Pillowcases are always fun to make and especially fun to give—whether you have those "hard to get for" people or not. Pillowcases are personal, customizable, useful, easy to sew, and one size fits all!
pillowcases
Floral and Fishing themed pillowcases.

The colorful birds shown in various fabric prints is my personal favorite. The pillowcase cuff has rows of dog houses.
Pillowcases for the yarn lover. The birds and dog house pillowcases are for me.

A refresher of my 2019 Make Nine list and a status report:
  1. Picasso Top.
  2. Collins Top. Finished
  3. Jacket using Diamond Textiles yarn-dyed wovens. Finished
  4. Lolita Vest (a yarn project)Finished
  5. PillowcasesFinished
  6. Tote or project bag with a zipper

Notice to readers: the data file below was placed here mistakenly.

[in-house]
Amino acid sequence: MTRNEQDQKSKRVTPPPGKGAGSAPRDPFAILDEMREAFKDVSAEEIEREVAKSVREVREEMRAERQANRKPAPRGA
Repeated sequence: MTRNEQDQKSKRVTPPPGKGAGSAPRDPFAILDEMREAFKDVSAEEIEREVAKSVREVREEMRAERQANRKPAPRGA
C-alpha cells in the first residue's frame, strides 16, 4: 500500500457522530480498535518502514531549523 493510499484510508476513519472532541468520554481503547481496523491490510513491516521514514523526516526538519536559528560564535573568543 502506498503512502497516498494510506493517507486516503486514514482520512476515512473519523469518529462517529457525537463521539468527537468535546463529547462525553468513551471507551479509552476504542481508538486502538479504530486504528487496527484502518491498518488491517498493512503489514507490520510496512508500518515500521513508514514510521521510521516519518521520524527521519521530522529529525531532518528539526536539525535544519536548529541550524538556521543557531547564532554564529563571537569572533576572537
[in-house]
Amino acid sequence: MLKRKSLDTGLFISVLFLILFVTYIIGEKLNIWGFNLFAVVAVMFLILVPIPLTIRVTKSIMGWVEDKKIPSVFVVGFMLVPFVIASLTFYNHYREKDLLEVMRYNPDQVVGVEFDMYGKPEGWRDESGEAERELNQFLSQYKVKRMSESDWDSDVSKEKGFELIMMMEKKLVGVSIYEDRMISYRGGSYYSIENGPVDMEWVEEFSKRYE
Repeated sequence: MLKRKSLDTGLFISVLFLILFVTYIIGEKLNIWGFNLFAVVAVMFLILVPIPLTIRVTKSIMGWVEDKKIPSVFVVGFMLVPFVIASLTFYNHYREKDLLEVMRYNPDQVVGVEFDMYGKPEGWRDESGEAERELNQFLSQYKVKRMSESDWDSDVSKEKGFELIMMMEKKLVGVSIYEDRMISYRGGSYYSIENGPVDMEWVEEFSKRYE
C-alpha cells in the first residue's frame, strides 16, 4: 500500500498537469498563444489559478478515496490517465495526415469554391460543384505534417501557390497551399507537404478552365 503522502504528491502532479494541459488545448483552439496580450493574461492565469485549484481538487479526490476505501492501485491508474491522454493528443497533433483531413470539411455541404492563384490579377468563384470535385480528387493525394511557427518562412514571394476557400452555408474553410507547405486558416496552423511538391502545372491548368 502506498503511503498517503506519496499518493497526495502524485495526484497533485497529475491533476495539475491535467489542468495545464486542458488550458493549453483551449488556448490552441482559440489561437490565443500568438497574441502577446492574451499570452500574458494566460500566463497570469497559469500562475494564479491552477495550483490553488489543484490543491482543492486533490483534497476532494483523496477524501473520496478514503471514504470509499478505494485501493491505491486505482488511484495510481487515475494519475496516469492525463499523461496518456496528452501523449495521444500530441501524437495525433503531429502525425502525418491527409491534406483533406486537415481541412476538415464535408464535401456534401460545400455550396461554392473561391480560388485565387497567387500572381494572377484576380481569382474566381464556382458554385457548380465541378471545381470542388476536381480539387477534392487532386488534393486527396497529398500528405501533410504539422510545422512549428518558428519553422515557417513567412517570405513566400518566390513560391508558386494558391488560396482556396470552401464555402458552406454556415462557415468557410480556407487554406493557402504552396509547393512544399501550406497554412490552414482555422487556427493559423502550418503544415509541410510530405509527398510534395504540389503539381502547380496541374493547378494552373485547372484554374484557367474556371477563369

7. Project incorporating vintage textiles, recycled or re-purposed elements
  8. Project with visible hand stitchingFinished
  9. Wild Card—something using rayon fabrics
Five finishes and four to go for Make Nine 2019.

Stan Leigh.
This is Stan Leigh, my studio sentry. She was supervising the photography for this blog post. 


Sunday, August 4, 2019

A scrappy state of mind

Once the storage boxes and bags of fabric scraps are out and within arm's reach, it's difficult to stop at just one scrappy quilt top. The Tea Cup quilt blocks from my guild's Cuddle Quilt workshop last weekend were the impetus for the fabric leftover frenzy.
Tea Cup quilt top. 93.5" x 76.5"

I finished this quilt top for the Choo Choo Quilters' community service program. The block we used is called the Tea Cup block, and this quilt top marries scraps and leftovers from my and several guild members' fabric stashes. Proof that many hands working together can achieve great results—and lovely quilts.

While tidying up the cutting table from the Tea Cup project, I organized a collection of orphan blocks, test blocks and patchwork experiments. This pile of WIP kitty quilt tops are now in the queue to be quilted.